The study, commissioned by anti-virus software maker, McAfee, and produced by the consulting firm ICF International, found that spam emails worldwide wasted 33 billion kilowatt-hours of electricity in 2008, an amount equivalent to the electricity used in 2.4 million American homes.
At the individual level, a single spam email emits only 0.3 grams of carbon dioxide into the atmosphere, but with an estimated 62 trillion spam emails sent worldwide in 2008, the cumulative emissions of spam are approximately 17 million metric tons of CO2 — a number equivalent to the emissions from approximately 1.5 million American homes.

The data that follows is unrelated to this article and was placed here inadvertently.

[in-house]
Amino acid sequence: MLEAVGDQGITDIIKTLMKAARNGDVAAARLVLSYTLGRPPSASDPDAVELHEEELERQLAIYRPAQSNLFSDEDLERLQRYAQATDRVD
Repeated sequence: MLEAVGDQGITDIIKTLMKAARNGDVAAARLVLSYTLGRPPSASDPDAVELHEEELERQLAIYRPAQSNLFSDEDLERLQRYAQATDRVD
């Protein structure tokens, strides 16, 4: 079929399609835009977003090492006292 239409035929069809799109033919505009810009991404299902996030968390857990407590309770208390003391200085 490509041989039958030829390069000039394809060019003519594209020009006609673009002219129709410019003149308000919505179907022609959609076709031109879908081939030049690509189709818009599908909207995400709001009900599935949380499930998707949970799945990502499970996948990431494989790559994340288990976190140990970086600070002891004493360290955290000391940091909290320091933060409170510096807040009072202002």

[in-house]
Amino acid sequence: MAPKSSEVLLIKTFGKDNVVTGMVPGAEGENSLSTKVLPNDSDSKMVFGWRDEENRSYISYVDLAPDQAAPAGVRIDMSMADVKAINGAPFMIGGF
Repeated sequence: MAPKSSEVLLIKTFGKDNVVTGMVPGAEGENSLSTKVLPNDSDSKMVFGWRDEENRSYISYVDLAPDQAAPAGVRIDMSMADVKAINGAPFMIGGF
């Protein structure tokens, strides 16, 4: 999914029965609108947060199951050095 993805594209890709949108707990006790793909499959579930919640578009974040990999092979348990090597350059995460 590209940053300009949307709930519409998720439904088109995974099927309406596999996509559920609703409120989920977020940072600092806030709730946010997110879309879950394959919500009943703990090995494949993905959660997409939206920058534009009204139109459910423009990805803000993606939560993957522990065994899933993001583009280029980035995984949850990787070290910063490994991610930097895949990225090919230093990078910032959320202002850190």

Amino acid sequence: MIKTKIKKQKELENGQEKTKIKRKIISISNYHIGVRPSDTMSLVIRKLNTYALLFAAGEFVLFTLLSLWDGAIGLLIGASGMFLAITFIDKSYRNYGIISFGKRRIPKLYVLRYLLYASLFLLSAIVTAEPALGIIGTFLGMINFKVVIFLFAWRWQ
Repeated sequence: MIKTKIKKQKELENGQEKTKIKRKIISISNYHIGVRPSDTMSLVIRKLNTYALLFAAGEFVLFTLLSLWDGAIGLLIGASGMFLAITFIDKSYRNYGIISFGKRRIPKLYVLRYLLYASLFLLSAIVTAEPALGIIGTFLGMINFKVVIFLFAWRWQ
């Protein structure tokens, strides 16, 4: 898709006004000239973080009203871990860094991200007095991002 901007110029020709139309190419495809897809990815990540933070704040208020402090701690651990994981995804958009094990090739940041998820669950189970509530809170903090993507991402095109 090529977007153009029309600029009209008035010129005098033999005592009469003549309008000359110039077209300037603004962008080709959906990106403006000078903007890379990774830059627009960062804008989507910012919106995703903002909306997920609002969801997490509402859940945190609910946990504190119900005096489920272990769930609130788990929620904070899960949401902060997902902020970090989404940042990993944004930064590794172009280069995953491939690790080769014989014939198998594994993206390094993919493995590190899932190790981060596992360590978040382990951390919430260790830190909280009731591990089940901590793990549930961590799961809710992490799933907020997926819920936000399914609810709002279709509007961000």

The report attributes the vast majority of spam’s greenhouse gas emissions to energy used in the process of viewing and deleting spam or searching for legitimate email erroneously trapped in spam filters.
Even anti-spam developers admit their programs drain roughly 16% of a computer’s power devoted to handling spam. Granted, it’s not an ideal solution, but I think we’d all agree it’s a necessary evil.